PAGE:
Jessica Pegula defeats Iga Swiatek

Jessica Pegula upset Iga Swiatek to go to the Canadian Open final, where she defeated Samsonova

(Tennis news) In Montreal, where persistent rain postponed the start of the other semifinal between Elena Rybakina and Liudmila Samsonova until Sunday, Jessica Pegula defeated world No. 1 Iga Swiatek 6-2, 6-7(4), 6-4 on Saturday to advance to the Canadian Open final.

The final will start “after suitable rest” and no earlier than 5:30 p.m. ET on Sunday, with Rybakina and Samsonova’s match beginning at 1:30 p.m. ET (1730 GMT). The winner will have little break before the final.

Pegula, the third-ranked American in the world, broke Swiatek’s serve 11 times while competing in her third straight Canadian Open semifinal. She also handled the match’s pivotal moments better than the four-time Grand Slam champion.

“She always makes it tough but of course it’s incredibly rewarding to beat the number one player in the world and I am sure that will give me a lot of confidence going into tomorrow and the next couple weeks,” Pegula said securing a spot in her first Canadian Open final.

Both players struggled to hold serves until Pegula held to love for a 4-2 advantage. The American then went up a double break before delivering two aces on her subsequent service game to end the first set.

After beginning the second set with her first service hold of the day and two breaks to take a 3-1 lead, Swiatek appeared to have found her rhythm.

After breaking Swiatek for the seventh time, Pegula fought back and took the lead at 5-4, but Swiatek levelled the score and eventually forced a tiebreaker, making it impossible for Pegula to serve out the match.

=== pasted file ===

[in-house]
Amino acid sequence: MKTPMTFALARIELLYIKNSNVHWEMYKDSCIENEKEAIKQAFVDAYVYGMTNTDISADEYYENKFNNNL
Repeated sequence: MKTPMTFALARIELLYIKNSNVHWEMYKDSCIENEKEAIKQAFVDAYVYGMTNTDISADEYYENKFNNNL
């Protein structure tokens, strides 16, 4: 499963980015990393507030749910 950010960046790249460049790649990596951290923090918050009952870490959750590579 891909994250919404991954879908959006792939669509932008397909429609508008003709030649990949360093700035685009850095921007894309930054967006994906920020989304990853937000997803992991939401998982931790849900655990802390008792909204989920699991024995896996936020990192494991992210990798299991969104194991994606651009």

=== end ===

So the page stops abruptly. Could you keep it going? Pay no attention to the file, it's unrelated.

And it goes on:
In Montreal, a long week of women’s tennis came to a swift conclusion with Jessica Pegula winning the title.

The American defeated Liudmila Samsonova in the final by scores of 6-1, 6-0 to claim her third WTA singles championship overall and second at the WTA 1000 level. Since Serena Williams’ victory in Toronto ten years ago, she is the first American woman to claim the singles title north of the border. The most recent Montreal winner was Monica Seles in 1998.

Pegula broke Samsonova five times, had 16 wins, including five aces, to only three unforced errors throughout the match, and didn’t lose a point after her own first serve. She also never encountered a breaking point.

“It feels great. I had, again, really consistent results all year this year: Finals at Doha, semis last week of D.C., a couple more quarterfinals,” Pegula told reporters after the match. “I worked through. Beating Coco [Gauff, in the quarterfinals] and beating Iga [Swiatek in the semifinals] were two really tough wins back-to-back, and being able to do that and then just come out today and play a really clean match was kind of great.

“I felt like I didn’t have a ton of pressure at any point or I wasn’t worried too much today. But, yeah, it’s always nice. We’re out on tour to win tournaments and to win titles every single week, but tennis can be really tough where you sometimes lose a lot. Even when you’re winning a lot of matches, you’re still not winning tournaments, so it can get tough.

“Winning a week like this week makes it all worth it and makes you want to keep going for more. I’ll be right back at it tomorrow in Cincinnati.”

Samsonova, who was taking part in her first WTA 1000 final, found four matches in less than 36 hours to be too much after already having two Top 5-wins for the week.

Prior to rain delaying her semifinal matchup against No. 3 seed Elena Rybakina from Saturday night to Sunday afternoon, the 15th seed defeated No. 2 seed Aryna Sabalenka and No. 12 seed Belinda Bencic back-to-back on Friday. She defeated the Kazakh 1-6, 6-1, 6-3, but lost 11 straight games to Pegula, who she was 1-2 all-time against, in three three-setter matches, entering the final.

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